Elements to Determine Value of Damages under Quantum Meruit Claims (and who can testify). This is an issue that doesn’t show up in appellate cases often: what type of proof is required to establish the amount of damages in a quantum meruit claim.
The Court of Appeals provided a really good road map last Tuesday, in Blount Mem’l Hosp. v. Glasgow, No. E201900776COAR3CV, 2020 WL 4809951, at *2 (Tenn. Ct. App. Aug. 18, 2020).
The Plaintiff had an awful contract, so it had to rely on unjust enrichment/quantum meruit to recover the value of the hospital services provided to the Defendant. The Plaintiff presented proof from the “hospital’s financial representative” (not a doctor or service provider) that “she was familiar with the customary charges in the medical industry and that the hospital’s charges for the services were reasonable and customary.”
This knowledge wasn’t gleaned from a survey of the industry or by first hand knowledge of what other hospitals were charging; instead, it was based solely on what Medicare allowed hospitals to pay. (As an added note, though, the Court mentioned that the mere fact that “this is what the hospital usually charges” isn’t good enough proof.)
But, because the proof presented, i.e. that the “medical services were comparable to all hospitals in the area that accepted Medicare patients…,” was presented by a “hospital representative who is familiar with what is reasonable and customary,” the Court found that it was “sufficient to make [a] prima facie case for the reasonable value of the services rendered.” Id. at *3.
Keep this case for those situations where your witness is the controller / bookkeeper, but has no idea how to perform the underlying services. This comes up alot.
Last One: Setting Aside a Judgment Under Rule 60.03.Reese v. Amari, No. M201900329COAR3CV, 2020 WL 4342734 (Tenn. Ct. App. July 28, 2020).
This one is really interesting. A judgment debtor attacked a decades old judgment, arguing that it was a default judgment.
In denying the attack, the Court noted that, even though it was called a “default” judgment, the trial court actually entered the judgment at a trial, which the defendant didn’t attend. So, it wasn’t technically a default judgment, as that is defined under Tenn. R. Civ. P. 55, and wasn’t entitled to the more generous standards to set aside default judgments.
Separately, though, Judge Dinkins’ opinion has a very precise presentation of when a court will set aside a final judgment under Rule 60.02(3).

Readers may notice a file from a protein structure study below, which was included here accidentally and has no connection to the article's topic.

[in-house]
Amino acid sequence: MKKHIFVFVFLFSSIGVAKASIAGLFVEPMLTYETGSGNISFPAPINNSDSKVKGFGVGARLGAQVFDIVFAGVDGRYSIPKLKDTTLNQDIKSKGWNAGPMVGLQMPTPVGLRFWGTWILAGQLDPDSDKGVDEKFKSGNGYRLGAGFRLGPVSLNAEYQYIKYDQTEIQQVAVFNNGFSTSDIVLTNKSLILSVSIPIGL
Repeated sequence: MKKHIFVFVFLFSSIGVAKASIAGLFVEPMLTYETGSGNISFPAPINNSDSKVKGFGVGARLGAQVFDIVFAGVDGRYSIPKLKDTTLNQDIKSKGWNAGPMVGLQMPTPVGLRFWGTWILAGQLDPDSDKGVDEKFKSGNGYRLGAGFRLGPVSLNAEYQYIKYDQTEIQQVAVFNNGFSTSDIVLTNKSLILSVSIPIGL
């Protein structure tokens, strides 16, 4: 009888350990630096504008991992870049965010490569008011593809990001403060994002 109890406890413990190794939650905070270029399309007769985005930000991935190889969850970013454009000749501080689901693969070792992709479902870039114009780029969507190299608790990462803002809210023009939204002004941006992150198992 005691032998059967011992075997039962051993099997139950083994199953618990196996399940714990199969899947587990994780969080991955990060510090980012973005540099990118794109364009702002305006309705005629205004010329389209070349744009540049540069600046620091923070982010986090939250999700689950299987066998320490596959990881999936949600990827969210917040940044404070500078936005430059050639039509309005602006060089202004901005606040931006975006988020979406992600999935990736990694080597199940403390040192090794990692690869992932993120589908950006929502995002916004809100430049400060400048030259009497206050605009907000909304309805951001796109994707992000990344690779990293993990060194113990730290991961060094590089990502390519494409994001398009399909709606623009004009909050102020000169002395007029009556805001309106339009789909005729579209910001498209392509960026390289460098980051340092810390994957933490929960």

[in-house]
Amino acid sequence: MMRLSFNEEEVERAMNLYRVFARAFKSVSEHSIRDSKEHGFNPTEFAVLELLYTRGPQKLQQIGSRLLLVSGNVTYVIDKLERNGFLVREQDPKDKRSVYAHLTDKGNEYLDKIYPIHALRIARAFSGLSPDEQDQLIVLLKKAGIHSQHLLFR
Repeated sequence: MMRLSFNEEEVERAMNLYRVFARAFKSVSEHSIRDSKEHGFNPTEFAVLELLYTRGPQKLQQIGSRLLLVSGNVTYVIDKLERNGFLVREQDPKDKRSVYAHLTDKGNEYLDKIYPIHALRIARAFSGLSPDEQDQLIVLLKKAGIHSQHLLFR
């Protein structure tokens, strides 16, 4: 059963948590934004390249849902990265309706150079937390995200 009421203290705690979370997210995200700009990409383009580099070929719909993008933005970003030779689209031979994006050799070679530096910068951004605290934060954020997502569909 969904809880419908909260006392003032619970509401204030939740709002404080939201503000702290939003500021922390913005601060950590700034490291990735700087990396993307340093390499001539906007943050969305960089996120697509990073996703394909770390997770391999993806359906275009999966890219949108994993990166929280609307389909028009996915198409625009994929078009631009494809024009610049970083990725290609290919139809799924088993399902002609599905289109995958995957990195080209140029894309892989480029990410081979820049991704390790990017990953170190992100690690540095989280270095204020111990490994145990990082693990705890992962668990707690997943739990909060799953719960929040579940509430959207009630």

And, new associates, this comes up far more than you’d imagine.
The point of that opinion was that a judgment creditor seeking to domesticate a foreign judgment under the Uniform Enforcement of Foreign Judgments Act (Tenn. Code Ann. §§ 26-6-101 to-108) would be limited to the actual amount of the foreign judgment. In Wolf, the issue was that the creditor was asking for the judgment amount plus more post-judgment attorney fees to be allowed. The Wolf Court said that the claim for additional attorney’s fees was a separate claim.
I appreciated this case, since it provided resolution of an obscure, but common, issue under the Tennessee Foreign Judgment Act.
The new issue? If the foreign judgment provides for a specific post-judgment rate of interest, but the Order enrolling the foreign judgment doesn’t mention interest, what happens?
The Court makes two useful observations:
Regardless of whether the new Order says anything about post-judgment interest, all judgments are automatically entitled to post-judgment interest.
But, in the absence of a specific statement or order about the amount of post-judgment interest in the enrollment Order, the rate of interest is just the Tennessee statutory rate, found at Tenn. Code Ann. § 47-14-121.
My take-aways from this opinion:
Details matter. If you think you will need it in the future, include it in the text of the Order. An order from a court will always be the most important pleading you’ll draft, and a smart lawyer will think about all the things she will need from this order and work backwards.
Are Orders always required? Under the Foreign Judgment statute, an order is not expressly required. Instead, under Tenn. R. Civ. P. 3A.04, the Clerk simply “enrolls” the original judgment after 30 days after service.
Sure, the Wolf creditor could have avoided all of this with a more detailed Order; could they have avoided all this by not filing any order? Maybe.
Also, following the first Wolf opinion, the creditor needed to go back to the other state to get an award of attorneys fees. Couldn’t the creditor also get a judgment for post-petition interest at the higher rate and then come back to Tennessee?
Either way, it’s an interesting case on a rarely litigated statutory scheme.